by Jean Henry Mead
Jeffrey Knox "Hammerhead" Philips, an internationally known underwater naturalist, has pursued his passion for large marine animals such as hammerhead and tiger sharks, humpback whales, sea lions, and manatees around the world from
Bridgetown, Barbados; , to Peti-Goave, Haiti . Lucuala, Fiji
Twice winner of the Okefenokee Wildlife annual contest for his underwater photography, his photographs often appear in the pages and on the covers of half a dozen dive magazines.
His articles have appeared in Florida Scuba News and Shark Diver magazine and his video footage has been used in several documentaries aired on the Discovery Channel. As an underwater naturalist he often is interviewed on TV by CBS affiliate
WPECand NBC affiliate WPTV in south Florida, as well as nationally, which has helped to get the word out about the destruction of turtle nesting sites, over harvesting of lobsters and anchor damage on the coral reefs. He also offers advice on undersea homeland security issues. So when he decided to write mystery novels, the sea was a natural setting.
It is easier for a large animal to fill the viewfinder than it is for a little guy. Photographing flighty palm-size fish becomes frustrating unless you have lots of patience. The key for me was to start with slow moving, fat creatures. Manatees are easy to learn the craft. After gaining confidence and experience, I set my lens on french angelfish, queen angels, rainbow parrot fish, each species getting a little larger. The most curious were Nassau groupers who seemed to enjoy seeing their reflection in the dome ports or lens glass.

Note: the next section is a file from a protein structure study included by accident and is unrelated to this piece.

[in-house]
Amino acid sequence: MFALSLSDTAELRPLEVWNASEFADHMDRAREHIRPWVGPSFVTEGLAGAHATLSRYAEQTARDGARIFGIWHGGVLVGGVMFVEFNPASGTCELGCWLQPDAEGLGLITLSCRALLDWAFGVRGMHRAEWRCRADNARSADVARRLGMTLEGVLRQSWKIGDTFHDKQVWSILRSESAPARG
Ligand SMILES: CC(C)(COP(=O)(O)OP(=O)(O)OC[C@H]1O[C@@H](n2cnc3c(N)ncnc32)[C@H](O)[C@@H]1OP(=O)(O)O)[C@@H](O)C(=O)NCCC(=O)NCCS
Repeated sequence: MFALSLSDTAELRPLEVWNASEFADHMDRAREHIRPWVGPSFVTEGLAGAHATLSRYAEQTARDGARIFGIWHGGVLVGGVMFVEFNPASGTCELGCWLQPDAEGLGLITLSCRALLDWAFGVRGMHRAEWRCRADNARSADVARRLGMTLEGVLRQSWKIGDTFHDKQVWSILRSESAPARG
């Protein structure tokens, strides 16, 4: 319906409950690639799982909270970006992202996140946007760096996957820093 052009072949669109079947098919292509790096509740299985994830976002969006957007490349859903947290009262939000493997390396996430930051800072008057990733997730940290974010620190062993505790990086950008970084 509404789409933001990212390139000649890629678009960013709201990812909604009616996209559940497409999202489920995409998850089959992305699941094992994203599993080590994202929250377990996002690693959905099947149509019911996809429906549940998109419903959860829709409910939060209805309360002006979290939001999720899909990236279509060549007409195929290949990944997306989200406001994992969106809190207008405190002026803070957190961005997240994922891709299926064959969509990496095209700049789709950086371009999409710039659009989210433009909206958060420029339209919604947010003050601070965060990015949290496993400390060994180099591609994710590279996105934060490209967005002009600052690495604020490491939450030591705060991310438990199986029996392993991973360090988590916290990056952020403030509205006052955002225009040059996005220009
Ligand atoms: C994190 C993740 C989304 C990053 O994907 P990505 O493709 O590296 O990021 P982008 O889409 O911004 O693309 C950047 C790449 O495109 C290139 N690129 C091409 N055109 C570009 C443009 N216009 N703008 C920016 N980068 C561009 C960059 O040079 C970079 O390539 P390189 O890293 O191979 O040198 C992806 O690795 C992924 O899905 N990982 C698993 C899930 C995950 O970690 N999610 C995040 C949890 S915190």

What’s a shark rodeo? And why do you prefer to photograph hammerhead and tiger sharks?
I believe “Shark Rodeo” was first coined by the dive staff on Walkers Cay, Bahamas in the ‘80s. They would take a 50 gallon trash barrel, fill it full of fish and freeze it, thus making a chumsicle. Once frozen, they’d take it out to a sandy bottom site that is surrounded by brain corals with a boat load of nervous divers. Over the years the sharks learned that anytime they heard the whine of a particular boat propeller, that they would get fed. While revving the diesel engines , the Bahamian boat captain said “I’m ringing the dinner bell. Time for supper.”
The divers then descended into about 30 feet of water and laid or knelt on the sandy bottom. The frozen chumsicle, tied to a float ball, would stay suspended about 15 feet below the surface. As soon as the ball started to melt, the sharks swam in. Not a few, but around a hundred. Nurse sharks, black tips, Caribbean reef, and bull sharks.
The divers had to follow one rule, don’t touch the bait and stay at least 15 feet away from the frozen fish chunks. The sharks would circle the bait ball, tearing bits out of it, just like a wild rodeo. The sharks often swam between the divers, over the divers, around the divers. Strobes firing from cameras, newbie divers and first timers wide eyed. Definitely a heart pumping, adrenalin pulsing time. Often nurse sharks would lie beside divers to rest and hope to get scratched. The encounter lasted little over an hour. Plenty of time to capture an award winning shot and memories never to be forgotten.